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Fresh weather forecast warns of tough times ahead for farmers in most parts of Uganda

The impact of the June 4 landslides in Lutsakhe constituency, Bunamwaba Parish, Buwali Sub-county in Bududa District as a result of heavy rains. (PHOTO/File)

KAMPALA — A ‘danger to life’ weather warning for heavy rains and floods is expected as Uganda National Meteorological Authority (UNMA) warns of tough times ahead.

UNMA has issued a warning for heavy rainfall over the coming season, with flooding possible across over eight agricultural zones throughout Uganda.

The forecast says the onset of the second season has already begun in most parts of the country with those predicted to receive above-normal rainfall exceeding the average amount received over the last 30 years.

The forecast cautions locals to expect heavy rainfall which is likely to cause flooding of a few homes and businesses as well as agricultural zones.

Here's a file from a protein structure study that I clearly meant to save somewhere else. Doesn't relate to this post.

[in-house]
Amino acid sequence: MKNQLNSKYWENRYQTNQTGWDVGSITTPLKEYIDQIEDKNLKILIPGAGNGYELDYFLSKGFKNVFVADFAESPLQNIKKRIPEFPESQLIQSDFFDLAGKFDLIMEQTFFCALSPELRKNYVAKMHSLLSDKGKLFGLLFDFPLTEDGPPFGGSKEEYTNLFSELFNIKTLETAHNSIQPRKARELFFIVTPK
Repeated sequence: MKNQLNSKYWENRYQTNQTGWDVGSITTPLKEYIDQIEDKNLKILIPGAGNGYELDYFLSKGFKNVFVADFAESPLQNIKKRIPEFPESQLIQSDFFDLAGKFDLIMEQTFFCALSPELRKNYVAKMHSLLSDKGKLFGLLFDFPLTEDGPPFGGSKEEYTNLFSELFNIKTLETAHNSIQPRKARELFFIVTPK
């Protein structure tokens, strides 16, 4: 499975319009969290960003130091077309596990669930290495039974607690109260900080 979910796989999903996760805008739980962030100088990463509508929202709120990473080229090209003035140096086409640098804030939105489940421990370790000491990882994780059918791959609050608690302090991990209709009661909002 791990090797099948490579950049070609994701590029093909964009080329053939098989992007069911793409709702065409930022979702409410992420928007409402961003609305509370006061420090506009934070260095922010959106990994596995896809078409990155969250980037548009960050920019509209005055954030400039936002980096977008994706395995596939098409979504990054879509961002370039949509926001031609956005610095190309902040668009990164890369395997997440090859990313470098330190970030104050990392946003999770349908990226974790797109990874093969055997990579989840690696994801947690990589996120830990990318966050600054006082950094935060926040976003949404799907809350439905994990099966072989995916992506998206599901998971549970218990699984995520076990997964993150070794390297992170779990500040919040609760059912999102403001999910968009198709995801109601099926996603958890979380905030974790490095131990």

Some of the regions expected to receive above-normal rainfall include; the Lake Victoria basin and the Central region (Nakasongola, Luweero, Kyankwanzi, Nakaseke, Kiboga, Mubende, Kasanda, Sembabule, Lwengo, Lyantonde, Kyotera and Rakai and the Eastern part of Central Uganda (Mukono, Buikwe, Kayunga and Buvuma).

The central and Western Lake Victoria basin (Kalangala, Kampala, Wakiso, Masaka, Mpigi, Butambala, Kalungu, Bukomasimbi, Gomba and Mityana) is also expected to receive above-normal rainfall.

In Northern Uganda, a section of farmers are already crying foul over the destruction of their crops triggered by prolonged off-season rainfall which fused the first and the second seasons.

In Northern Uganda, three ecological zones North Western, Eastern Northern part and the Central Northern part are expected to experience above-normal rainfall.

Festus Luboyera, the Executive Director of UNMA urges farmers to start early field preparations for early planting.

He says they should plant long maturing crops like millet, rice, sorghum, Maize, Cassava and Sweet potatoes at the start of the rainfall season in September.

“Carry out soil and water conservation practices such as digging trenches, and mulching. Farmers should enhance surveillance of the field for pests and diseases while livestock farmers should move their livestock to higher grounds to prevent food rot and pneumonia diseases,” said Mr. Luboyera.

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